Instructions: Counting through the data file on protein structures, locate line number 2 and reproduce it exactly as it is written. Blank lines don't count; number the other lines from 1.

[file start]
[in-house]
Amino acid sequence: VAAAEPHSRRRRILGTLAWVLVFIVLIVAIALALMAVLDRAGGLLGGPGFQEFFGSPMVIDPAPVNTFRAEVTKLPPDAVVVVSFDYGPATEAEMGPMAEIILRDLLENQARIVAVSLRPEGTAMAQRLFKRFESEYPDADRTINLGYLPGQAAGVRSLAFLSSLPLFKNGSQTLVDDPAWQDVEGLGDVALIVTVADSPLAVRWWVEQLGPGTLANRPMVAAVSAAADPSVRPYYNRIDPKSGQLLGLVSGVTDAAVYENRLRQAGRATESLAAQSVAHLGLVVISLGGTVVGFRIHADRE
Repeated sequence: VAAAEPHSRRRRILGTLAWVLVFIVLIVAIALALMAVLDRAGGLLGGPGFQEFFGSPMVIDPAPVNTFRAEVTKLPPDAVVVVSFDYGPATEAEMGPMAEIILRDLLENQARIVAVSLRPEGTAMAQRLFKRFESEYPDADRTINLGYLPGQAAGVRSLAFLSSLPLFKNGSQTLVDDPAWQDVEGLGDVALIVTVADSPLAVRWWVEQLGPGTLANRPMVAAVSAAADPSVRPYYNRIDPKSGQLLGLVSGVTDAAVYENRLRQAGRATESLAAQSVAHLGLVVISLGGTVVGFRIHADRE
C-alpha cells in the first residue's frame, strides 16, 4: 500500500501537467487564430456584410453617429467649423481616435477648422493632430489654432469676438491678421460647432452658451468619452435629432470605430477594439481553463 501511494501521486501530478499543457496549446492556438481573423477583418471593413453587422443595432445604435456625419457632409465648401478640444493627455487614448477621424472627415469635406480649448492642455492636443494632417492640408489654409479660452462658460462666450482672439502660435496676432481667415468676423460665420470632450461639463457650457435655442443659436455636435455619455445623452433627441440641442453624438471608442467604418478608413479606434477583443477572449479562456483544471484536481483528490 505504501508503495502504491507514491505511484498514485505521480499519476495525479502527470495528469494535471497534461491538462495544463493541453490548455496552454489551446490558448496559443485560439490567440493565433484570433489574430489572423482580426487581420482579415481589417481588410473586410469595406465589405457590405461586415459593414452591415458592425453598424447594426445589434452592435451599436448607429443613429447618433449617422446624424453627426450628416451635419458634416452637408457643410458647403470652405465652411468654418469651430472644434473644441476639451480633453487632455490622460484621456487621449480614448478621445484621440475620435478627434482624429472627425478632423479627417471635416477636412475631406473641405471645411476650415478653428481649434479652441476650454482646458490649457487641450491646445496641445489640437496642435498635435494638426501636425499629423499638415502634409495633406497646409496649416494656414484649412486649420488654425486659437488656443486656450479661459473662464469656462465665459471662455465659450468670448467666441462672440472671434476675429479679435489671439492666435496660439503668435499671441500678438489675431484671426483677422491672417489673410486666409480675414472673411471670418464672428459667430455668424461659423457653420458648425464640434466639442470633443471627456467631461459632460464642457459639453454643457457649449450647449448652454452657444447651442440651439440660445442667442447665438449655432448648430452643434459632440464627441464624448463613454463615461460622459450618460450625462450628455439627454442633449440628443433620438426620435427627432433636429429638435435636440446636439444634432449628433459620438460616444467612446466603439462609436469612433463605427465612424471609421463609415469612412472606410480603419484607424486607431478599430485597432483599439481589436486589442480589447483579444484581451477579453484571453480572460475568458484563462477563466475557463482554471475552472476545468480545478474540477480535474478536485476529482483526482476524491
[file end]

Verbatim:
Amino acid sequence: VAAAEPHSRRRRILGTLAWVLVFIVLIVAIALALMAVLDRAGGLLGGPGFQEFFGSPMVIDPAPVNTFRAEVTKLPPDAVVVVSFDYGPATEAEMGPMAEIILRDLLENQARIVAVSLRPEGTAMAQRLFKRFESEYPDADRTINLGYLPGQAAGVRSLAFLSSLPLFKNGSQTLVDDPAWQDVEGLGDVALIVTVADSPLAVRWWVEQLGPGTLANRPMVAAVSAAADPSVRPYYNRIDPKSGQLLGLVSGVTDAAVYENRLRQAGRATESLAAQSVAHLGLVVISLGGTVVGFRIHADRE